Kris Rosvold shared an answer on Quora with you

http://qr.ae/hArtp

I keep hearing so called “conservative” pundits crying about how the Citizens supposedly “hate capitalism.”
This is what is commonly referred to in debate circles as either a False Conflation or a Straw Man argument.

*Lights match and steps forward*

The “problem” isn’t capitalism per se.

The problem is the brand of unfettered, unregulated capitalism where profit trumps ALL concerns including the lives and health of the customers/citizens that the corporations are earning their wealth from.

We’ve LOST (or perhaps given up) the sense of noblesse oblige which once existed in the business world to the demands, from Wall Street, for double digit profits this year, or even this quarter.

*sets Straw Man aflame*

It wasn’t all that long ago that I ran my own business. In that time (mid 90s) 3% YOY was Good growth, 6% YOY was Great growth, and +8% YOY would trigger some HARD looks for potential fraud. 12% YOY…. it didn’t matter how good everything looked…. you were NOT getting a loan from anyone.

The “new” rallying cry in the corporate world is not “What’s Right for our customers?”, but rather “What can we get away with before we get prosecuted, and who can we bribe to avoid prosecution?”

Update: I am, once again about to be a small business owner….
Here’s the key difference between my business and any large corporation:
I know my clients personally, like them (for the most part) and want them to succeed in their field.  My work for them is ALL about supporting that.
It’s called “Enlightened Self Interest” and it is the gut level recognition that in most cases if I help someone be successful they will help me do the same.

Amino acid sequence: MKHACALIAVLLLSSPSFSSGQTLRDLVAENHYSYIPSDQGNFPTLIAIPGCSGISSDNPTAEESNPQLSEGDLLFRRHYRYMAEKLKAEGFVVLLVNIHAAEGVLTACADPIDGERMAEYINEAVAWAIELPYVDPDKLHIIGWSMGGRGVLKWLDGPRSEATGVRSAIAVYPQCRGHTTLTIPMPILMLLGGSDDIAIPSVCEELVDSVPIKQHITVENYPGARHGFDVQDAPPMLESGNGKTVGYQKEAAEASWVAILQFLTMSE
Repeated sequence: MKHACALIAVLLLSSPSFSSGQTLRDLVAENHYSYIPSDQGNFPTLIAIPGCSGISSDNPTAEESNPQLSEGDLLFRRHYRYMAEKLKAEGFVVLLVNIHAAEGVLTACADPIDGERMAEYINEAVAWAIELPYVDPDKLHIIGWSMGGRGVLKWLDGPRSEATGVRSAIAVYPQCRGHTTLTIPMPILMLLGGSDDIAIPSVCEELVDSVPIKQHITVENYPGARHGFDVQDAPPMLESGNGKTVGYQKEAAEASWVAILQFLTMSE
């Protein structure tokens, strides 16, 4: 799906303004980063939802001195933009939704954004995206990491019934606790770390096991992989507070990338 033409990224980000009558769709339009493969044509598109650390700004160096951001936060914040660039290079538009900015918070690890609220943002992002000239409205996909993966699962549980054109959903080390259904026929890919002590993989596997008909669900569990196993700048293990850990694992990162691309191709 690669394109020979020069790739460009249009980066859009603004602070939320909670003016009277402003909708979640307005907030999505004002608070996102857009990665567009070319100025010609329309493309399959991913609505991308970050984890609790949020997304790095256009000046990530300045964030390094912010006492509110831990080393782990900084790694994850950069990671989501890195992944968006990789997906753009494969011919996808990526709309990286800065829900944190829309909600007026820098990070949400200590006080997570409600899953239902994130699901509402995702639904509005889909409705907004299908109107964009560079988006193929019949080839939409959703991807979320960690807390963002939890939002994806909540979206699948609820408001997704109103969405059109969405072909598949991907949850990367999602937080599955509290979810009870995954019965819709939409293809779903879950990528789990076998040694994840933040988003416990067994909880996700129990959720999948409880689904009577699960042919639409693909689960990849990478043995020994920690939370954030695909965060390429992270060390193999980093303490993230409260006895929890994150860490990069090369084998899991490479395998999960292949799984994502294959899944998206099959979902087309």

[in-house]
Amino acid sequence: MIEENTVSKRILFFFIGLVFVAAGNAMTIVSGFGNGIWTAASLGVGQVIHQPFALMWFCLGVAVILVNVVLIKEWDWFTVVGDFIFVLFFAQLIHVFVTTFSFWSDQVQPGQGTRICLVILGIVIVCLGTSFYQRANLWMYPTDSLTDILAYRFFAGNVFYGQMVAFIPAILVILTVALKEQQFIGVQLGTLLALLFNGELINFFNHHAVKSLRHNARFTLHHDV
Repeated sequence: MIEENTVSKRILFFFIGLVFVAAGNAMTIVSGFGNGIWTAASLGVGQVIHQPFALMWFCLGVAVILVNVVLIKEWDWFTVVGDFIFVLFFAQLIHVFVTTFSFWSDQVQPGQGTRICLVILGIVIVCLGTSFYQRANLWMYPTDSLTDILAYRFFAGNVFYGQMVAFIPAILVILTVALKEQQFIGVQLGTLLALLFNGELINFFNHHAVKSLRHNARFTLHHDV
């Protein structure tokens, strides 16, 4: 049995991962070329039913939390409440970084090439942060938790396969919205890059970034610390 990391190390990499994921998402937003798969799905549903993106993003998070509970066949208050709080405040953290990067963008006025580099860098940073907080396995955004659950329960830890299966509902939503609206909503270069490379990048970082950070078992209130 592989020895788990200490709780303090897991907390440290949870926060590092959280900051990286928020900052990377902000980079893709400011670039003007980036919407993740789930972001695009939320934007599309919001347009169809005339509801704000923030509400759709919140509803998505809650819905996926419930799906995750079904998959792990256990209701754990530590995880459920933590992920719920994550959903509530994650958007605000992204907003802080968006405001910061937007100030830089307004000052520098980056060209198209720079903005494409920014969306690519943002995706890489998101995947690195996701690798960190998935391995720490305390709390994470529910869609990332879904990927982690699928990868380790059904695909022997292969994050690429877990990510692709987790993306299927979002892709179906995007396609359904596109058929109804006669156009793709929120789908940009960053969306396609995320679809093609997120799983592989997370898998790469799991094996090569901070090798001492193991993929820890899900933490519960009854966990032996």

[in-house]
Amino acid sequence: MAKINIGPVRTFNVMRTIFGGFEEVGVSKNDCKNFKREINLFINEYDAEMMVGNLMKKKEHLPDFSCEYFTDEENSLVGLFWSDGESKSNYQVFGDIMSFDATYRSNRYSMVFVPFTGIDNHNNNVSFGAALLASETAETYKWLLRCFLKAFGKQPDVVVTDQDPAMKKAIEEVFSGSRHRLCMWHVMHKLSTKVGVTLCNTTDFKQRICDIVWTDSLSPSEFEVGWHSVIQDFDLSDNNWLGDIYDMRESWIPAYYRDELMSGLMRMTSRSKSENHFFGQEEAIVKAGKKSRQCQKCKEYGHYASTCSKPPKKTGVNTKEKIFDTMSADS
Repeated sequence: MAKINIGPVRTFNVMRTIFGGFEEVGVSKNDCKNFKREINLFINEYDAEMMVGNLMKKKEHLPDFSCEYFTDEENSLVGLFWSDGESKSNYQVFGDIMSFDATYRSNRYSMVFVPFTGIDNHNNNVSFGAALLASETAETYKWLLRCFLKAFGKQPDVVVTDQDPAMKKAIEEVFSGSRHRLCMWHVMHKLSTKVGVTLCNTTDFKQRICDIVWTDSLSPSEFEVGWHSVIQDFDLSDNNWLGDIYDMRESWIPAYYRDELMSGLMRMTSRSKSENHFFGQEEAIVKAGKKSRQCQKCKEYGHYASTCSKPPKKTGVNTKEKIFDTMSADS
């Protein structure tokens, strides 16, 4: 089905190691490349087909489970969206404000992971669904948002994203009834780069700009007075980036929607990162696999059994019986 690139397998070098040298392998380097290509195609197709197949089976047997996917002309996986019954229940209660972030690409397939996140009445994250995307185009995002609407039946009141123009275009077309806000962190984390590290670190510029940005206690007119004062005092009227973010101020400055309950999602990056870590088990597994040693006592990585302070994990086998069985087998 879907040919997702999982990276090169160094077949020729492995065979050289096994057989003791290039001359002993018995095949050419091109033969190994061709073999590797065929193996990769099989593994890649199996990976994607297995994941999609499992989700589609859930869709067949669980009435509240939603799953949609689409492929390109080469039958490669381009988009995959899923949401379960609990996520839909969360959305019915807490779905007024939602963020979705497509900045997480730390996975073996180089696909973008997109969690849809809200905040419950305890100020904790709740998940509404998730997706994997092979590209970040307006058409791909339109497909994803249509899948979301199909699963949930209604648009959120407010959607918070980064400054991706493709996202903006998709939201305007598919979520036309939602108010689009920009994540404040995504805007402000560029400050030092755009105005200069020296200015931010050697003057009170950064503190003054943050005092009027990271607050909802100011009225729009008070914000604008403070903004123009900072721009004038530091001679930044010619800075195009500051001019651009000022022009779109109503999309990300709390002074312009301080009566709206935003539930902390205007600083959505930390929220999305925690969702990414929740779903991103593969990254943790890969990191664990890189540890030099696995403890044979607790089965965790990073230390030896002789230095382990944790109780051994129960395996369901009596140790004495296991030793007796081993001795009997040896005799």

This is what’s missing in almost any public ally owned corporation.  They generally (because of the unreasoned demands of Wall St.) Consider the transaction between customer and company to be one of “how much can we get away with wringing out of them?”

I experienced this recently in dealing with Sears on a refrigerator “repair”.  I am a refrigeration engineer but I called them because I just didn’t have time to fix it when it needed fixed.

So the guy comes out mis-diagnoses the problem. The company wants to charge me $385 for an $34 part and 1/2 hour of labor (the going labor rate here is $60 to $100 per hour).  I paid his show up ($79), said no thanks and sent him on his way.

When I diagnosed it, it turned out to be a completely different part at fault.
When I called Sears to discuss this little problem they wouldn’t even talk to me about it.

The illustration here is that corporations (especially big ones) are inherently, by their very design, completely, and intentionally, anti-moral.

THIS is what Citizens object to.

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